Civil claims and debt collectors after dismissed shoplifting charges?
November 17, 2011 7:22 AM Subscribe
Cousin arrested for alleged shoplifting. Charges dismissed, but civil claims persisted and sent to debt collector. Now what?
posted by anonymous to Law & Government (13 answers total)
We have spoken to a lawyer. He's unhelpful ("it's your decision, I'll do whatever I'm told"). I'm looking for advice about the likelihood of various outcomes rather than strictly legal advice. I understand that nobody here is our lawyer.
Several months ago, my cousin (an adult, and more like a little sister to me) was arrested for alleged shoplifting at a major retailer in New York state. She claims it was accidental, but the security guards obviously felt otherwise--I'm shocked, but I don't know why the store would go so far if they didn't think it was true.
She was arrested, but the criminal charges were dismissed (actually, adjournment in contemplation of dismissal--charges dismissed if she doesn't get in further trouble for 6 months). Her record is otherwise totally clean, so that shouldn't be a problem.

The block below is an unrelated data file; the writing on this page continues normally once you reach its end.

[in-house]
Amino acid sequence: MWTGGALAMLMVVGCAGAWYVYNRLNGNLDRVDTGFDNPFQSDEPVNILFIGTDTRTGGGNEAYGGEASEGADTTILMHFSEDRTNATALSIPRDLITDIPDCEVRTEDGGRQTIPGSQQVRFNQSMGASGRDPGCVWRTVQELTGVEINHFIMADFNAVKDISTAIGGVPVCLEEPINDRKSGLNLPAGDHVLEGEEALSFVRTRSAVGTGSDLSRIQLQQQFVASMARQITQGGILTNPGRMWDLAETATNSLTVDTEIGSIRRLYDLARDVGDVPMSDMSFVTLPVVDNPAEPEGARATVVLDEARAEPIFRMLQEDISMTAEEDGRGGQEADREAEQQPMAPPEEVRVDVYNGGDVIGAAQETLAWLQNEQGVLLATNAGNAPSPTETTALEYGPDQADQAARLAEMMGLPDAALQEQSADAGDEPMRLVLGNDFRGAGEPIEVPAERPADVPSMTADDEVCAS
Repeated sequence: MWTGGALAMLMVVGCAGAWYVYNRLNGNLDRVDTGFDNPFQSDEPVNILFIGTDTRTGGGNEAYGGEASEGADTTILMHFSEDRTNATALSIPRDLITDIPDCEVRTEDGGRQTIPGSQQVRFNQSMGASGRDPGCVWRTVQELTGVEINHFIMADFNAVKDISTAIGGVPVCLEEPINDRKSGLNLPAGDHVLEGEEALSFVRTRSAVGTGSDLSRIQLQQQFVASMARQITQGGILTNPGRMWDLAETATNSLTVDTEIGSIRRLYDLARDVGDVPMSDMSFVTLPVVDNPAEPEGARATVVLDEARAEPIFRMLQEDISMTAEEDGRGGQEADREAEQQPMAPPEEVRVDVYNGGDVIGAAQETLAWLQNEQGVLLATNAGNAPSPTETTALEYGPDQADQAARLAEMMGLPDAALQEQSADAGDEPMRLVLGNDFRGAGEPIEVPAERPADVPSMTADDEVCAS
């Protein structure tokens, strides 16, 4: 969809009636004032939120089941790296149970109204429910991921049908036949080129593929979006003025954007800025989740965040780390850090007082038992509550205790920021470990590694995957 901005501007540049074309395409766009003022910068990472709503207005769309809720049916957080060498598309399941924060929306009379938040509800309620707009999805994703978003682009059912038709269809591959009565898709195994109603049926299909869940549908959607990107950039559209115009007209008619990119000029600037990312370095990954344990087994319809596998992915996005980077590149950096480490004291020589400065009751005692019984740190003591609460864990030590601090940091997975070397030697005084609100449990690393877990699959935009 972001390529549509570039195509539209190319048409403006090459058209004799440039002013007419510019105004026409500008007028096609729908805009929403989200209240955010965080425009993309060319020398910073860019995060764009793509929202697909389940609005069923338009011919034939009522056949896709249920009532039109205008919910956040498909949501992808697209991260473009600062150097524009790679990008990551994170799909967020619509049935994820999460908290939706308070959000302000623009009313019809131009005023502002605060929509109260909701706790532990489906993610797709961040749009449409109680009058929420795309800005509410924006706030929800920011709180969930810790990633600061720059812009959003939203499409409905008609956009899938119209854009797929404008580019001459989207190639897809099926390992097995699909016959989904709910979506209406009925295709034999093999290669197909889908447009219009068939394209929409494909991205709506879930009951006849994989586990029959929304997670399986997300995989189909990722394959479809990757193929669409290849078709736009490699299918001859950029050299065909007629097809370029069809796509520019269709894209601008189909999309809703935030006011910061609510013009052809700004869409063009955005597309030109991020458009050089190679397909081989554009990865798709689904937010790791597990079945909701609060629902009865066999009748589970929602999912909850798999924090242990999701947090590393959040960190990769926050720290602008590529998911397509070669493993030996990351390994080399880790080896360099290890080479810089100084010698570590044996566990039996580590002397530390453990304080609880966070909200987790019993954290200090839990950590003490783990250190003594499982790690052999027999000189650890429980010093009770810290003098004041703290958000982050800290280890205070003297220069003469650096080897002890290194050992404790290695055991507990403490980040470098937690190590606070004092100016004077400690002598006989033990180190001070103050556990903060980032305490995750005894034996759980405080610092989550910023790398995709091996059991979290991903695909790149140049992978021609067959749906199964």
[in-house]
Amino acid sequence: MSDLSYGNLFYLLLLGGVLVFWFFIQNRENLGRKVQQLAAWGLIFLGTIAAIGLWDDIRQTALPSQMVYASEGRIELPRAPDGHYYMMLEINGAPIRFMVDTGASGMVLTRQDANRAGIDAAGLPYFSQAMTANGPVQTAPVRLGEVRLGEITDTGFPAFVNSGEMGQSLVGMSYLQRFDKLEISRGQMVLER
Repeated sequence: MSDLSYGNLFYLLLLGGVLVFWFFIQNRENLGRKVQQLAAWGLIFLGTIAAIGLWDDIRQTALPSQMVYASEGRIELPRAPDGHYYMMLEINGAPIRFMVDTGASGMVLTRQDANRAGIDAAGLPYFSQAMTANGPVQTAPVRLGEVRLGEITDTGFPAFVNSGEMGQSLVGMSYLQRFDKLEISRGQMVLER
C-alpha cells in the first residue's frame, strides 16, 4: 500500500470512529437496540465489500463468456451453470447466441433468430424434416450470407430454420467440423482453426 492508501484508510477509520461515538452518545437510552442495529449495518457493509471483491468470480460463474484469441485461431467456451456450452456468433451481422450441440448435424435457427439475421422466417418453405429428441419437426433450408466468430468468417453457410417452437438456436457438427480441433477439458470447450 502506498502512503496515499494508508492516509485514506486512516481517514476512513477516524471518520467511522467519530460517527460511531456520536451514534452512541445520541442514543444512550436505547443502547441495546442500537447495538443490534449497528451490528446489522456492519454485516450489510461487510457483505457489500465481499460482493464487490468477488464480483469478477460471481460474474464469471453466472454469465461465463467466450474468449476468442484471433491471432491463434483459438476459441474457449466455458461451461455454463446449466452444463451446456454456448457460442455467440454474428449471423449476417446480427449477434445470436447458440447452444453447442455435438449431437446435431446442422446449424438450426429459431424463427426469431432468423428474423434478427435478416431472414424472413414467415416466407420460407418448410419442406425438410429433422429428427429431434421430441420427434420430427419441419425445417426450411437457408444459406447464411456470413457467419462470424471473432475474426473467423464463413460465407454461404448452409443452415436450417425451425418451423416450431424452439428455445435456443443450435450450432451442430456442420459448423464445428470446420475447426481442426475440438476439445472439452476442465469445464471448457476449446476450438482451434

She got several letters from the store saying that she owed the department store $500 as a civil claim. She and the lawyer contacted the civil claims department to ask questions or discuss settling, but never got letters or phone calls returned.
The civil claims department eventually passed the "debt" on to an outside collections agency, which has been harassing her and refusing to answer questions. Her lawyer (family friend) is happy to write letters, would be happy to represent her in a civil suit, would generally be happy to do whatever the family wants--but he isn't offering any advice.
Our whole family is in agreement that we don't want a civil suit that becomes a matter of public record, but $500 is a lot for us. Plus my cousin maintains her innocence, the agency is incredibly nasty--and even if we did pay up, that's no protection; the store could still bring a civil suit at any point.
What's the likelihood of more aggressive collections action? Of what kind? What's the likelihood of a civil suit (and realistically, does it change if we pay)? If they do bring a civil suit, is this payment a sign of guilt?
Legally, can anyone explain to me how this differs from blackmail/extortion? Items never left store property and were still in salable condition. The collections agency claims she's liable because she signed a piece of paper that said she understood the store could seek redress. Her signature was under duress (security "suggested" police wouldn't be involved if she signed).
Any anecdotal evidence, permissible advice, or estimates of potential consequences would be great. Thanks so much.